The plot follows the romance of a hayseed aviator named Captain Billy Buck Chandler and an English long distance swimmer named Edythe Herbert. On Broadway the roles were taken by the luminous Tommy Tune and the talent-challenged but charismatic Twiggy. Their star power, some terrific choreography by Tune, Mike Nichols, and Michael Bennett, and those terrific Gershwin songs sufficed to keep audiences coming for two years.

         The Marriott revival properly concentrates on the show’s opportunities for glorious tap dancing production numbers so whenever the characters stop talking and start singing and hoofing the evening is in great shape. The action is set in 1927 when the country was agog over the possibility of an American aviator flying nonstop from the USA to Paris. That’s the goal of Billy Chandler until he is almost derailed by a love-at-first-sight encounter with swimmer Herbert, who is under the villainous thumb of her manager, a nogoodnik passing himself off as a Russian prince. Along the way, we meet a tap dancing philosopher named Mr. Magix and a Harlem pastor named the Reverend J. D. Montgomery, who is a Bible thumbing preacher by day and a speakeasy proprietor by night. The only other character of consequence is Mickey, Billy Chandler’s hard boiled and wisecracking mechanic.

         The Marriott headliners are veteran Andrew Lupp as Billy and Summer Naomi Smart as Edythe. Lupp has been a song and dance performer of distinction in area musical theater for years. He has a serviceable singing voice and flying feet. As an actor he’s almost overqualified for the two-dimensional Billy. Lupp tries to make an actual feeling person out of this cartoon when a more airy interpretation would have suited the sappy story more. But when Lupp dances all is right with the production, especially in his show stopping duet, and duel, with Mr. Magix (the superior Ted Louis Levy).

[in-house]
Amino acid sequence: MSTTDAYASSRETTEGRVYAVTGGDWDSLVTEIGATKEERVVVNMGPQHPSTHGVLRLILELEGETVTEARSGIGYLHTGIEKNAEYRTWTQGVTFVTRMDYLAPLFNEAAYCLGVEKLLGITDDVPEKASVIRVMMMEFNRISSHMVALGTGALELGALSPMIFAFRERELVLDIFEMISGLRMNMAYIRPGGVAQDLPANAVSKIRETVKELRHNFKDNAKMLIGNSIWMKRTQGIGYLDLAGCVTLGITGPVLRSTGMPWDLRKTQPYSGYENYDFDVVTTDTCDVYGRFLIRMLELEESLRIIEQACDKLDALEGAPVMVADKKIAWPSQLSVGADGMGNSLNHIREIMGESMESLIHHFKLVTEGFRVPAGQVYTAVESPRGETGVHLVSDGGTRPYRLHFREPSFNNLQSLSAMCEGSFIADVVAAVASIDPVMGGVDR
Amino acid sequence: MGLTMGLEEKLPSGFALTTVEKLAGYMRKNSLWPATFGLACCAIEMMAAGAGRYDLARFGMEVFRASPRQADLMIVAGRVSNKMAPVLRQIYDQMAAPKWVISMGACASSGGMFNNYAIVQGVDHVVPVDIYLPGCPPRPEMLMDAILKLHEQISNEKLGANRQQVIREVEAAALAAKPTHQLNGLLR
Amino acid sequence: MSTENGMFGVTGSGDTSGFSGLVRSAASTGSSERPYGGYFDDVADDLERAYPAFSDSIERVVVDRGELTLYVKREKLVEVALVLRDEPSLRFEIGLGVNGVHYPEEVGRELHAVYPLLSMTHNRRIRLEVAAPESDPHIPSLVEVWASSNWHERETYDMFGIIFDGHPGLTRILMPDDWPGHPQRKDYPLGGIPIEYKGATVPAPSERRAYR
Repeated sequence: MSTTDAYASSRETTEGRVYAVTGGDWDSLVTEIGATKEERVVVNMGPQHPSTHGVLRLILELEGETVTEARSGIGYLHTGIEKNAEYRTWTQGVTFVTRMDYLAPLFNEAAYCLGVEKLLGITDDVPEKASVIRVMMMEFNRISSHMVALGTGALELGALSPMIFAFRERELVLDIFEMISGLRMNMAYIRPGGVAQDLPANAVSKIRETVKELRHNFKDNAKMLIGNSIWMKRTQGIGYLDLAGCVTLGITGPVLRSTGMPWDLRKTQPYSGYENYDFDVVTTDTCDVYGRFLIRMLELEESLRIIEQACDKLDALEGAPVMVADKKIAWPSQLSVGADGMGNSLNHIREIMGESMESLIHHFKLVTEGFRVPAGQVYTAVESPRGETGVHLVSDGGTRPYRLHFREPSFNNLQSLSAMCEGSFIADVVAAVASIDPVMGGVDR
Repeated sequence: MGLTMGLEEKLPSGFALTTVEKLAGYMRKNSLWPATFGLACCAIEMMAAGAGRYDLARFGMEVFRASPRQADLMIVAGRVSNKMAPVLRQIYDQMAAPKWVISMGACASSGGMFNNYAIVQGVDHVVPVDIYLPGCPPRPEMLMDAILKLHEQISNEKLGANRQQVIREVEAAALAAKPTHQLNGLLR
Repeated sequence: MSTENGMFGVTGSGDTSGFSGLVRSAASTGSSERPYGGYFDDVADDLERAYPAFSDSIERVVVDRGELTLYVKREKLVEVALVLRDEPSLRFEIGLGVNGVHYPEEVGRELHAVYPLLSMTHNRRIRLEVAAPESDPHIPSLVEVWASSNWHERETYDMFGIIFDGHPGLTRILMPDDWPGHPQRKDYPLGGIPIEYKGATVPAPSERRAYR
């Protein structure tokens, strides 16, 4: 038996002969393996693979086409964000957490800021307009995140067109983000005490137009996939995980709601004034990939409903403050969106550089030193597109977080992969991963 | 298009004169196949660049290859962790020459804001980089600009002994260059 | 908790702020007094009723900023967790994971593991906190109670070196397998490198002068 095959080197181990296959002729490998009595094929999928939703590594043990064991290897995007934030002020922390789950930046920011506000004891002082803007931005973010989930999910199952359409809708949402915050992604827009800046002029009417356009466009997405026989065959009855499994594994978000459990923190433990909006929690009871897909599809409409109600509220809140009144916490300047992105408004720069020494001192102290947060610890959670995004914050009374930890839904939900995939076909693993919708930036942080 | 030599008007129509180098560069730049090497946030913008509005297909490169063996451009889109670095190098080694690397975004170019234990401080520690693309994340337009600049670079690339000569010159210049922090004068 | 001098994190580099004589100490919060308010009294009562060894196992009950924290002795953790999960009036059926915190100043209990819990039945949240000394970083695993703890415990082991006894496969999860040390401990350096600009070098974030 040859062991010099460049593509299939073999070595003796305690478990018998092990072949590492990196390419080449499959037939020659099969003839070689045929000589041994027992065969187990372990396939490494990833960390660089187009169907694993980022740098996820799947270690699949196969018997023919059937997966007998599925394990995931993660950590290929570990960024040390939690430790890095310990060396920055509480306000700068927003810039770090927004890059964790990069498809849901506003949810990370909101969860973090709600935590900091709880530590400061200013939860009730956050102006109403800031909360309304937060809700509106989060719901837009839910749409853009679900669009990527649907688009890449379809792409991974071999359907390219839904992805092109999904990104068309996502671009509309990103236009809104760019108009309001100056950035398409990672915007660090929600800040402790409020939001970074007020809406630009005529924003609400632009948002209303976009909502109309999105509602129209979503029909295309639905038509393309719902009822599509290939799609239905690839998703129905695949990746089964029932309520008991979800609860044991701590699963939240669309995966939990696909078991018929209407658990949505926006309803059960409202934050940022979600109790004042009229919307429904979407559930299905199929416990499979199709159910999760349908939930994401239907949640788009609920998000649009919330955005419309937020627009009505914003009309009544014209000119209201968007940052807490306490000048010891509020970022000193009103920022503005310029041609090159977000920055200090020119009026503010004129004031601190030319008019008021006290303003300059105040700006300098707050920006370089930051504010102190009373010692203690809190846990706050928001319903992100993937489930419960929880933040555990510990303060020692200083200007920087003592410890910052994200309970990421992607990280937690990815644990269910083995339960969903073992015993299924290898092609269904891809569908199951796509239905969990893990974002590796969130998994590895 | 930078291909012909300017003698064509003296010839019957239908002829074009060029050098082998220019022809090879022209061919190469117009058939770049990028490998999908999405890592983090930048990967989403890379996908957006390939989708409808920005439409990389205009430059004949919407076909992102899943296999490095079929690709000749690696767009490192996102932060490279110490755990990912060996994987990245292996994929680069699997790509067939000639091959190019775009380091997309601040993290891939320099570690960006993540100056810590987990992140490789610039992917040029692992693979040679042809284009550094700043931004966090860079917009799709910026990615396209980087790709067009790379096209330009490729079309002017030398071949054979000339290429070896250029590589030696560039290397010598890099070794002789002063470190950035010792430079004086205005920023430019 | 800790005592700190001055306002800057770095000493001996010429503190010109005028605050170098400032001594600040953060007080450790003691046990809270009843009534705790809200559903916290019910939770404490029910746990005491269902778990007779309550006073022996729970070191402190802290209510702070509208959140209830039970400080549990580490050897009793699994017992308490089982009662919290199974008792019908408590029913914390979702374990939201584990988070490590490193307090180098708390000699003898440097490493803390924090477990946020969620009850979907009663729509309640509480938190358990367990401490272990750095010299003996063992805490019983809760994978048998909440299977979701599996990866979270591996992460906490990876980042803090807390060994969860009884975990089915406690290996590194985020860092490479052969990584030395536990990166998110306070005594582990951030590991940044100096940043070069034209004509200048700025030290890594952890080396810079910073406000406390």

Smart is the show’s chief ornament. Her singing and dancing are effervescent and her acting fits the character nicely. Smart’s first act finale duet with Lupp, highlighted by playful splashing in a circular water trough on stage, had the audience whooping with pleasure, especially viewers in the front rows who were very happy to get wet from the antics on stage. Weirdly, the act ends with Chandler singing a dispirited rendition of the toe-tapping “Strike Up the Band,” a number that has no possible relevance o the story but is too good a song to omit.


                                                                                                                                 Photo credit: Peter Coombs and the Marriott Theatre

         In a bit of unconventional casting, Felicia P. Fields plays the Reverend Montgomery, a role played by a man on Broadway. But give Fields a spotlight and a gospel-tinged number and you know what to expect, a blast of vocalizing that will stop any show. Fields leads the ensemble in the irresistible “Kickin’ the Clouds Away,” again a number with no burning relevance to the story but what the heck, she rocks the joint. Props also go to those old reliables, Roger Mueller and Paula Scrofano. Mueller has lots of fun with his pungent Boris Badinov Russian accent, and Scrofano is a delight as Billy’s no nonsense mechanic, who reveals a surprise identity at the end.

         Director/choreographer Tammy Mader can’t do much with injecting credibility into the story, but she unleashes her cast in the dance numbers, ranging from pull-out-all-the-stops tapping to dreamy Astaire and Rogers interludes. The chorus consists of 11 high-energy men and women, complemented by a trio of African-American swinging dancers called the New Rhythm Boys (Quinn Bass, Jarran Muse, and Clinton Roane). A young lady named Amanda Kroiss was especially eye catching. She has a solid resume in area theater but this is her first Marriott show. She looks like a keeper.